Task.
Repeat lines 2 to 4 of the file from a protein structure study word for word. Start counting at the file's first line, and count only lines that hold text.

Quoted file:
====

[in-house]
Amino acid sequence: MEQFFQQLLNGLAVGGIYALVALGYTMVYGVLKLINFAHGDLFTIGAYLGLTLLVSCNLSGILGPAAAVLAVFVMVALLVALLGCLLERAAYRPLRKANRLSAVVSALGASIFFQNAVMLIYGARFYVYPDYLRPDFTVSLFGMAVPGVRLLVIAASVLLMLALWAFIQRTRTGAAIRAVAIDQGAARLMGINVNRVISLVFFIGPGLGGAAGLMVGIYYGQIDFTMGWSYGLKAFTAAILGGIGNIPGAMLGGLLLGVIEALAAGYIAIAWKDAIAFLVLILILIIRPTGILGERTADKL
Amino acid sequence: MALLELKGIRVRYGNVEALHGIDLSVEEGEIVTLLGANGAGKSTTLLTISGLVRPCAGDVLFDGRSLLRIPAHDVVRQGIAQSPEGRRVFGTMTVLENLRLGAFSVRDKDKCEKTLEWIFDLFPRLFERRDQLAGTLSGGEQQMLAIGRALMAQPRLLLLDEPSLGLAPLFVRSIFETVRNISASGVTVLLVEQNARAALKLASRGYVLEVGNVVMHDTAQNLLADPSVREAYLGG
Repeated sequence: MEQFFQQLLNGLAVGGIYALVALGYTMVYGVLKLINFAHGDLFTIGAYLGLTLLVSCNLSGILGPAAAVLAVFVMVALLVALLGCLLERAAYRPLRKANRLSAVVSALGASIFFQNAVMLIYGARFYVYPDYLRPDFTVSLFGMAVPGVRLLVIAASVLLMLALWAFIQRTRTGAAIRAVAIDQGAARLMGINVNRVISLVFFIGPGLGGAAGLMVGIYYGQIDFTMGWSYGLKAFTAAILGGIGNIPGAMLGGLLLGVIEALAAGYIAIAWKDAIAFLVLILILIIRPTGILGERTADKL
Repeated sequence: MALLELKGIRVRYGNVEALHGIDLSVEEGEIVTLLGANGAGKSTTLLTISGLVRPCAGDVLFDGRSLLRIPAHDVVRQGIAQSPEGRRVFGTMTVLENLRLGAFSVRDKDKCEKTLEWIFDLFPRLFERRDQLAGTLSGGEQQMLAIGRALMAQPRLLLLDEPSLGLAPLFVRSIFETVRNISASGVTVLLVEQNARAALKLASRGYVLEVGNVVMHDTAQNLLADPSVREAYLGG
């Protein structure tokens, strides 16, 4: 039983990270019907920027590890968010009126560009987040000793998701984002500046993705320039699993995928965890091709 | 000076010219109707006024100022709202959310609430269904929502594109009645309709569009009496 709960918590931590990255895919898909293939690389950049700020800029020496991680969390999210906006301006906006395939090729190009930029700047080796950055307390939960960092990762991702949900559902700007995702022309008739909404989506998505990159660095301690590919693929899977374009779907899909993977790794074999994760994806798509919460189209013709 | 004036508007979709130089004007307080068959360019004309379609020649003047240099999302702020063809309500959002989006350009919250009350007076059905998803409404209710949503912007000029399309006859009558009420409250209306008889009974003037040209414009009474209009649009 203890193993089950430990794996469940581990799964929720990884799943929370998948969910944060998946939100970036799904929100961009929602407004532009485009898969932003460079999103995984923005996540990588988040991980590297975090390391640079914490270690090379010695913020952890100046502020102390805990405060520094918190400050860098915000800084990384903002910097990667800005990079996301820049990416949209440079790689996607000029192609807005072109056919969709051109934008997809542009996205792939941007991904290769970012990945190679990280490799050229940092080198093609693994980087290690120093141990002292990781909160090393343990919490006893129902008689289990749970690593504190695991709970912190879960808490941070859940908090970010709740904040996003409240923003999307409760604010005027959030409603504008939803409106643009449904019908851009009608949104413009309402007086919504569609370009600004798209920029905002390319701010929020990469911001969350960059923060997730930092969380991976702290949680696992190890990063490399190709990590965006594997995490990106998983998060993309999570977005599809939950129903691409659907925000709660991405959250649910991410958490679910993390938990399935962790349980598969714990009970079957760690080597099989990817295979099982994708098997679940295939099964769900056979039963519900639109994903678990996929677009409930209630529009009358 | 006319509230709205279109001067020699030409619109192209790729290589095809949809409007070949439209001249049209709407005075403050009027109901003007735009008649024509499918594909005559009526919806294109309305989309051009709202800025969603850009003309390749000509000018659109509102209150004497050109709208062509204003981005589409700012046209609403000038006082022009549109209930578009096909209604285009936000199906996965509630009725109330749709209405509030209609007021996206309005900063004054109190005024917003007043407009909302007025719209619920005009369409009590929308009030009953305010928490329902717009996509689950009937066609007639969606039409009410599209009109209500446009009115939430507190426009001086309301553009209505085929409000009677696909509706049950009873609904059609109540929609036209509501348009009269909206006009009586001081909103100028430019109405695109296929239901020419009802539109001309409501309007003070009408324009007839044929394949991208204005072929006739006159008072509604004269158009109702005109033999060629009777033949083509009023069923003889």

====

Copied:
Amino acid sequence: MEQFFQQLLNGLAVGGIYALVALGYTMVYGVLKLINFAHGDLFTIGAYLGLTLLVSCNLSGILGPAAAVLAVFVMVALLVALLGCLLERAAYRPLRKANRLSAVVSALGASIFFQNAVMLIYGARFYVYPDYLRPDFTVSLFGMAVPGVRLLVIAASVLLMLALWAFIQRTRTGAAIRAVAIDQGAARLMGINVNRVISLVFFIGPGLGGAAGLMVGIYYGQIDFTMGWSYGLKAFTAAILGGIGNIPGAMLGGLLLGVIEALAAGYIAIAWKDAIAFLVLILILIIRPTGILGERTADKL
Amino acid sequence: MALLELKGIRVRYGNVEALHGIDLSVEEGEIVTLLGANGAGKSTTLLTISGLVRPCAGDVLFDGRSLLRIPAHDVVRQGIAQSPEGRRVFGTMTVLENLRLGAFSVRDKDKCEKTLEWIFDLFPRLFERRDQLAGTLSGGEQQMLAIGRALMAQPRLLLLDEPSLGLAPLFVRSIFETVRNISASGVTVLLVEQNARAALKLASRGYVLEVGNVVMHDTAQNLLADPSVREAYLGG
Repeated sequence: MEQFFQQLLNGLAVGGIYALVALGYTMVYGVLKLINFAHGDLFTIGAYLGLTLLVSCNLSGILGPAAAVLAVFVMVALLVALLGCLLERAAYRPLRKANRLSAVVSALGASIFFQNAVMLIYGARFYVYPDYLRPDFTVSLFGMAVPGVRLLVIAASVLLMLALWAFIQRTRTGAAIRAVAIDQGAARLMGINVNRVISLVFFIGPGLGGAAGLMVGIYYGQIDFTMGWSYGLKAFTAAILGGIGNIPGAMLGGLLLGVIEALAAGYIAIAWKDAIAFLVLILILIIRPTGILGERTADKL